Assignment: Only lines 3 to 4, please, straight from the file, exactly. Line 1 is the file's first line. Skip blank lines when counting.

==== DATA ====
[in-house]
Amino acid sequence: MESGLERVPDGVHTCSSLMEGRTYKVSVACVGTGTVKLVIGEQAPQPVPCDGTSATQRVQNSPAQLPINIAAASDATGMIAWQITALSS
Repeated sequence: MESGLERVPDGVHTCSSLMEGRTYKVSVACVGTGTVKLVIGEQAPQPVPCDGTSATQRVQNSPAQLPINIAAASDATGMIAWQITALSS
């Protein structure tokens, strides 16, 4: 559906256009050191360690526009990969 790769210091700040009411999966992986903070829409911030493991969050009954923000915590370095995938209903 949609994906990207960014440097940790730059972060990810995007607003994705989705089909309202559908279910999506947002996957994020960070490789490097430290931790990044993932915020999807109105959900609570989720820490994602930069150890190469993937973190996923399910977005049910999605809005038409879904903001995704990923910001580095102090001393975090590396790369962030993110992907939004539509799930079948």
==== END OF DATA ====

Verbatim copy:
Repeated sequence: MESGLERVPDGVHTCSSLMEGRTYKVSVACVGTGTVKLVIGEQAPQPVPCDGTSATQRVQNSPAQLPINIAAASDATGMIAWQITALSS
């Protein structure tokens, strides 16, 4: 559906256009050191360690526009990969 790769210091700040009411999966992986903070829409911030493991969050009954923000915590370095995938209903 949609994906990207960014440097940790730059972060990810995007607003994705989705089909309202559908279910999506947002996957994020960070490789490097430290931790990044993932915020999807109105959900609570989720820490994602930069150890190469993937973190996923399910977005049910999605809005038409879904903001995704990923910001580095102090001393975090590396790369962030993110992907939004539509799930079948």